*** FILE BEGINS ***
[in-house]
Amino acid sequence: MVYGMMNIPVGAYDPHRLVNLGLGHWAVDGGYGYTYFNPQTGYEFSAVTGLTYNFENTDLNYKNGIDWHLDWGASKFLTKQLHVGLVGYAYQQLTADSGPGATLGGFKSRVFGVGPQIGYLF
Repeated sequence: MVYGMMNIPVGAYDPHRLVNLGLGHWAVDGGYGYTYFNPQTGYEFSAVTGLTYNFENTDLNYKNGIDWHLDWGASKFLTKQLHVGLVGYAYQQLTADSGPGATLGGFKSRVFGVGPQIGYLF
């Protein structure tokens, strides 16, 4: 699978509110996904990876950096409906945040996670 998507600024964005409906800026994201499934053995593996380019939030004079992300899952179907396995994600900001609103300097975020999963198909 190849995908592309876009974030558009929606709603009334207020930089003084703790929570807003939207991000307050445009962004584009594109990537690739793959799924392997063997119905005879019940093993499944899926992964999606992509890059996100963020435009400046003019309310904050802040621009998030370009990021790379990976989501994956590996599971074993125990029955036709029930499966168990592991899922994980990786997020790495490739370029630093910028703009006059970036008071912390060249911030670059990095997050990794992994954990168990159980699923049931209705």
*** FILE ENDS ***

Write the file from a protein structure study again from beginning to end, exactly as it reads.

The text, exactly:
[in-house]
Amino acid sequence: MVYGMMNIPVGAYDPHRLVNLGLGHWAVDGGYGYTYFNPQTGYEFSAVTGLTYNFENTDLNYKNGIDWHLDWGASKFLTKQLHVGLVGYAYQQLTADSGPGATLGGFKSRVFGVGPQIGYLF
Repeated sequence: MVYGMMNIPVGAYDPHRLVNLGLGHWAVDGGYGYTYFNPQTGYEFSAVTGLTYNFENTDLNYKNGIDWHLDWGASKFLTKQLHVGLVGYAYQQLTADSGPGATLGGFKSRVFGVGPQIGYLF
């Protein structure tokens, strides 16, 4: 699978509110996904990876950096409906945040996670 998507600024964005409906800026994201499934053995593996380019939030004079992300899952179907396995994600900001609103300097975020999963198909 190849995908592309876009974030558009929606709603009334207020930089003084703790929570807003939207991000307050445009962004584009594109990537690739793959799924392997063997119905005879019940093993499944899926992964999606992509890059996100963020435009400046003019309310904050802040621009998030370009990021790379990976989501994956590996599971074993125990029955036709029930499966168990592991899922994980990786997020790495490739370029630093910028703009006059970036008071912390060249911030670059990095997050990794992994954990168990159980699923049931209705």